TECH Q AND A: How do I change the focus on a digital SLR?
Sound Advice: Technology Q&A By Q. My boyfriend used his digital SLR to take a really nice picture of my nephew standing by a fence. What made it look so nice was my nephew was in focus but the background was fuzzy and soft. How can I do this...
Sound Advice: Technology Q&A
Q. My boyfriend used his digital SLR to take a really nice picture of my nephew standing by a fence. What made it look so nice was my nephew was in focus but the background was fuzzy and soft. How can I do this when I take pictures myself?
--C.S., Washington, Pa.
A. You can control how much of the foreground and background is in focus (called "depth of field") by changing combinations of zoom and aperture lens settings.
Wide-angle lenses and zoom settings create lots of depth of field, as do small f-stop settings. Though called "small" because the lens iris is small, this corresponds to the higher numbers.
Telephoto lenses and zoom settings, as well as larger f-stops, limit depth of field. So, to create a portrait with your nephew in focus you would set you lens at a telephoto setting and use the lowest f-stop that you can for the lighting conditions.
A few other tips will help you make the most of these settings. The closer you are, the less depth of field you have. If you are only a foot away from your subject even if you use the smallest f-stop on the widest lens setting, you won't have much depth of field. When photographing a group always focus one-third of the way in. Obviously, you will want to use a wide-angle lens setting and a smaller f-stop to maximize depth of field and get everyone in focus.
A final note: The size of a camera's sensor has an impact on depth of field. Larger sensors have less depth of field and very small sensors have tremendous depth of field. Digital SLRs and Micro Four-Thirds cameras have large enough sensors that you can exercise considerable control over depth of field since their size makes them essentially a blank slate, leaving it up to your lens and aperture to determine depth of field. Most compacts have tiny sensors that have so much depth of field that you get most everything in focus no matter what you do, unless you have an ultra zoom camera and use it towards the end of the zoom range. If you have a compact you may not have adjustable f-stops anyway, so just use the portrait setting for portraits and use the zoom at the end of its range if you want to make a fuzzy background.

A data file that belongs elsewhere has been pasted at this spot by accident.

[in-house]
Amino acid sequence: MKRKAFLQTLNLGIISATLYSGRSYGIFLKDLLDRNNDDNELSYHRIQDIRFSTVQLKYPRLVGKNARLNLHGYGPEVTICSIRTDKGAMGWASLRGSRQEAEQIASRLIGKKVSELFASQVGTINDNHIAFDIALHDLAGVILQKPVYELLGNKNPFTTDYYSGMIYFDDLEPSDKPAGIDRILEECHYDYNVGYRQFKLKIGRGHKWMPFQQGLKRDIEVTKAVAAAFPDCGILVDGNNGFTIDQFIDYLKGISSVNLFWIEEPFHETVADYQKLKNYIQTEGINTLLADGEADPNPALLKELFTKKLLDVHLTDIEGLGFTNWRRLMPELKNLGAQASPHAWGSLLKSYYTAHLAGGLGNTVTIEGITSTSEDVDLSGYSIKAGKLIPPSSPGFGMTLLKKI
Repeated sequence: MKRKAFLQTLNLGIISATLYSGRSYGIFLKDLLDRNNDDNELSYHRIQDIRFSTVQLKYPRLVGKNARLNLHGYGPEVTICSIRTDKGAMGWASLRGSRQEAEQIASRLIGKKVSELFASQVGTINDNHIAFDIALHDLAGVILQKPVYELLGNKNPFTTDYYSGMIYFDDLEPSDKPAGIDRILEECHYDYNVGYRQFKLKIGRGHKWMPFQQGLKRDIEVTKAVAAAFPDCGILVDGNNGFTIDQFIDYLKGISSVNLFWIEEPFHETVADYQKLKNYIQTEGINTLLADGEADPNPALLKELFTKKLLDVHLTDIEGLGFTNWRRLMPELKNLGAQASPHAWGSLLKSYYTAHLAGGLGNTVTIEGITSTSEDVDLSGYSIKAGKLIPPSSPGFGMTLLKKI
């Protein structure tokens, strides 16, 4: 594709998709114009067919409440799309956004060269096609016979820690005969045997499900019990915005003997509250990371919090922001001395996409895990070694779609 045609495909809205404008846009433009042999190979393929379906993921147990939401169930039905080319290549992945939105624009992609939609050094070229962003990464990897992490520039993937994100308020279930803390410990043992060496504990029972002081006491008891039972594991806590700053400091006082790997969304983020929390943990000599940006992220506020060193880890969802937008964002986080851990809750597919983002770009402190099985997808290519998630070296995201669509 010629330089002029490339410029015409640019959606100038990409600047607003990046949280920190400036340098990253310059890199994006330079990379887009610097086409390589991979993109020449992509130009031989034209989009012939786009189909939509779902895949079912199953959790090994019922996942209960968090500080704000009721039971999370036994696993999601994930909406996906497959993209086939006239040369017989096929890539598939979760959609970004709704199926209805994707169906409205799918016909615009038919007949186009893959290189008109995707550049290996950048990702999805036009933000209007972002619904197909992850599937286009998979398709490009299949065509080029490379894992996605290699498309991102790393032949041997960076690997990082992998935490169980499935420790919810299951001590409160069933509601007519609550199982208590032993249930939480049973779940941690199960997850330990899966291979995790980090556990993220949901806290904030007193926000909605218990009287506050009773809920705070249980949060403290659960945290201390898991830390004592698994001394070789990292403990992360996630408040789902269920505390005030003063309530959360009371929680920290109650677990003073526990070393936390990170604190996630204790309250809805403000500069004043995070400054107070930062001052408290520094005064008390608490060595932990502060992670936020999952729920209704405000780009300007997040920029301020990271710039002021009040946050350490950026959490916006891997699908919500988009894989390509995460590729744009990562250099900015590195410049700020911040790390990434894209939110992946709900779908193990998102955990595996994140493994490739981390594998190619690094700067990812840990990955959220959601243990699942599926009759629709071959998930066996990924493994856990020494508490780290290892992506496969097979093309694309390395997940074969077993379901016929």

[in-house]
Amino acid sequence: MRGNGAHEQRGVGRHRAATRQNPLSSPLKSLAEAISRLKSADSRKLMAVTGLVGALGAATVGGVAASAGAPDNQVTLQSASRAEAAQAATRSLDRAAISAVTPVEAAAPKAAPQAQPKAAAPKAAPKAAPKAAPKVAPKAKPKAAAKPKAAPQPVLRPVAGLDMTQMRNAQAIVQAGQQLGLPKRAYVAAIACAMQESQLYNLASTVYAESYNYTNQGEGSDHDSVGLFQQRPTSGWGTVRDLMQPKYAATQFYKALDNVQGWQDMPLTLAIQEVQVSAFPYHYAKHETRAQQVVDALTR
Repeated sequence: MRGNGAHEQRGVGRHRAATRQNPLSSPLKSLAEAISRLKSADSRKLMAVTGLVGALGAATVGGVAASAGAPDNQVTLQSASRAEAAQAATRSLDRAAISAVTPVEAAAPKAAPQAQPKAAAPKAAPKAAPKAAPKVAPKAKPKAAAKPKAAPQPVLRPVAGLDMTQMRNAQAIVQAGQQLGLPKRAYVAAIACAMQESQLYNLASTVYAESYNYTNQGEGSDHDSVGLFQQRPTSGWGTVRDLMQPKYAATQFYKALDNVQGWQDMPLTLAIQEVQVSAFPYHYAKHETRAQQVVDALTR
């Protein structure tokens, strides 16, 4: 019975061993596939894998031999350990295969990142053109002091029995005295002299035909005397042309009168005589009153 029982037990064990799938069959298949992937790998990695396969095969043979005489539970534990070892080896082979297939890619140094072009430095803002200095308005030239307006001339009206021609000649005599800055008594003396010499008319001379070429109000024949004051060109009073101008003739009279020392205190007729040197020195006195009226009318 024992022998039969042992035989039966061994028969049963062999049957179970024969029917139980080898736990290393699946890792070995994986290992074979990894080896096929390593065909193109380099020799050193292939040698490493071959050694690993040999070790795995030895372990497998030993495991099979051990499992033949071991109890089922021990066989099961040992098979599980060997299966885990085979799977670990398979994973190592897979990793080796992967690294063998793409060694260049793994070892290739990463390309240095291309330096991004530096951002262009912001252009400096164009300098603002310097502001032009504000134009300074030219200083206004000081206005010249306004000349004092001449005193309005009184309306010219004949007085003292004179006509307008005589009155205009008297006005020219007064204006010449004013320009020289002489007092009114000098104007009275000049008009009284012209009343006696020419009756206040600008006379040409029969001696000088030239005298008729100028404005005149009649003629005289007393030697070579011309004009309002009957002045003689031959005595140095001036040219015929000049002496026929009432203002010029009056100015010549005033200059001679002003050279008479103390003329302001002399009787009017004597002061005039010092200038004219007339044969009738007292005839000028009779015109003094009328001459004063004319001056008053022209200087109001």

Q. I want to replace a single-disc CD player I use in an audio-only stereo system. Why don't I see component CD players for sale in big-box stores anymore? Don't they make them anymore?
--G.M., Atlantic City, N.J.
A. You can still buy a simple CD player but you won't usually find them in mass-market stores. Because Blu-ray players and DVD players also play CDs and you can get a DVD player for under $50, there isn't much incentive for manufacturers to make CD players for the mass market. Even if you only plan on using the CD-playing functionality you are better off having the DVD playback available if you need it.
Some audiophile brands still manufacturer dedicated CD players, but they cost much more than a typical DVD player or even s Blu-ray player found in a big-box store. You can find them in specialty hi-fi stores and online.